Skip to comments.Astronomy Picture of the Day 9-04-03
Posted on 09/04/2003 5:27:27 AM PDT by petuniasevan
Discover the cosmos! Each day a different image or photograph of our fascinating universe is featured, along with a brief explanation written by a professional astronomer.
2003 September 4
Explanation: The Crab Pulsar, a city-sized, magnetized neutron star spinning 30 times a second, lies at the center of this composite image of the inner region of the well-known Crab Nebula. The spectacular picture combines optical data (red) from the Hubble Space Telescope and x-ray images (blue) from the Chandra Observatory, also used in the popular Crab Pulsar movies. Like a cosmic dynamo the pulsar powers the x-ray and optical emission from the nebula, accelerating charged particles and producing the eerie, glowing x-ray jets. Ring-like structures are x-ray emitting regions where the high energy particles slam into the nebular material. The innermost ring is about a light-year across. With more mass than the Sun and the density of an atomic nucleus, the spinning pulsar is the collapsed core of a massive star that exploded, while the nebula is the expanding remnant of the star's outer layers. The supernova explosion was witnessed in the year 1054.
M1, the Crab Nebula
|Right Ascension||05 : 34.5 (h:m)
|Declination||+22 : 01 (deg:m)
|Visual Brightness||8.4 (mag)
|Apparent Dimension||6x4 (arc min)
The Crab Nebula is the most famous and conspicuous known supernova remnant, an cloud of gas created in the explosion of a star as supernova.
The supernova was noted on July 4, 1054 A.D. by Chinese astronomers, and was about four times brighter than Venus, or about mag -6. According to the records, it was visible in daylight for 23 days, and 653 days to the naked eye in the night sky. It was probably also recorded by Anasazi Indian artists (in present-day Arizona and New Mexico), as findings in Navaho Canyon and White Mesa (both AZ) as well as in the Chaco Canyon National Park (NM) indicate; there's a review of the research on the Chaco Canyon Anazasi art online. In addition, Ralph R. Robbins of the University of Texas has found Mimbres Indian art from New Mexico, possibly depicting the supernova.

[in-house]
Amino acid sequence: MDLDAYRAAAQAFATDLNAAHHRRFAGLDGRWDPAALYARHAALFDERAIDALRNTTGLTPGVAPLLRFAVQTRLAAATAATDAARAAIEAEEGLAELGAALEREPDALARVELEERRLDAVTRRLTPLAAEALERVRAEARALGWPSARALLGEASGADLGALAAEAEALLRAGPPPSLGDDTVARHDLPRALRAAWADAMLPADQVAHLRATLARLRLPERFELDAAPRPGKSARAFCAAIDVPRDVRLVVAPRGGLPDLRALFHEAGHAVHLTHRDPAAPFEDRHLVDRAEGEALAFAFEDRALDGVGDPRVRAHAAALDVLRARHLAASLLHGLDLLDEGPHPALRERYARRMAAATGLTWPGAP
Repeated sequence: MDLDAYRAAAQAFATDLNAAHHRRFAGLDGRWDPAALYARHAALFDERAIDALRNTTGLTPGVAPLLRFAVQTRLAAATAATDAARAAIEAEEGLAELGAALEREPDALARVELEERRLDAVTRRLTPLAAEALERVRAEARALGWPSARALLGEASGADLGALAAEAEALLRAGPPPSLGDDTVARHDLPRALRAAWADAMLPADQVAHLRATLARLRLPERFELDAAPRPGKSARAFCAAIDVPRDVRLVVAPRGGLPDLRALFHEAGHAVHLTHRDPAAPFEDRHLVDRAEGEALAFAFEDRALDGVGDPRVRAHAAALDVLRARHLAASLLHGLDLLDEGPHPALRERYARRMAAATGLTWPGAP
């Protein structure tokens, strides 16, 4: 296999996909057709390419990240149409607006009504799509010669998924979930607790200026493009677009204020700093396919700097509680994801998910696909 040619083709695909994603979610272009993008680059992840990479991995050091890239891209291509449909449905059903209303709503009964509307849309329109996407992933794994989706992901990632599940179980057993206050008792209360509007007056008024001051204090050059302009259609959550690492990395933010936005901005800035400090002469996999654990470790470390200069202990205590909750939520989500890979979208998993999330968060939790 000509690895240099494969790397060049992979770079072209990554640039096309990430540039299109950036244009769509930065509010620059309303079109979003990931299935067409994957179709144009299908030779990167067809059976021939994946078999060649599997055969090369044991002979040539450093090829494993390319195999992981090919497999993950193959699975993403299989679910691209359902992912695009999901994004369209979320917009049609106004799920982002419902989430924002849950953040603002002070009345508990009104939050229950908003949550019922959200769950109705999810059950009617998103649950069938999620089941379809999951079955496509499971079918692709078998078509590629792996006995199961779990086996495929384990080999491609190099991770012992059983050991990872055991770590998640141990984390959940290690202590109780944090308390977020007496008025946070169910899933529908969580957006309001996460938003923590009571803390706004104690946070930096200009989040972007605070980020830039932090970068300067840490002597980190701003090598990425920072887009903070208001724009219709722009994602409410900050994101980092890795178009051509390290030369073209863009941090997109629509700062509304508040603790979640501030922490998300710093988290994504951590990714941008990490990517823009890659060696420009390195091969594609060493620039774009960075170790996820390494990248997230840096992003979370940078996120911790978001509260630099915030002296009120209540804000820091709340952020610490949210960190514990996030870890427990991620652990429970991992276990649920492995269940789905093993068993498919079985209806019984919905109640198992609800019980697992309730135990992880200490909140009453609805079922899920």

The Supernova 1054 was also assigned the variable star designation CM Tauri. It is one of few historically observed supernovae in our Milky Way Galaxy.
The nebulous remnant was discovered by John Bevis in 1731, who added it to his sky atlas, Uranographia Britannica. Charles Messier independently found it on August 28, 1758, when he was looking for comet Halley on its first predicted return, and first thought it was a comet. Of course, he soon recognized that it had no apparent proper motion, and cataloged it on September 12, 1758. It was the discovery of this object which caused Charles Messier to begin with the compilation of his catalog. It was also the discovery of this object, which closely resembled a comet (1758 De la Nux, C/1758 K1) in his small refracting telescope, which brought him to the idea to search for comets with telescopes (see his note). Messier acknowledged the prior, original discovery by Bevis when he learned of it in a letter of June 10, 1771.
This nebula was christened the "Crab Nebula" on the ground of a drawing made by Lord Rosse about 1844.
Below is a VLT image of the Crab.
The Crab Nebula is located in the constellation Taurus.
Anyway, that's my analysis, FWIW.
Hubble image in visible light:
And multiple x-ray images from Chandra:
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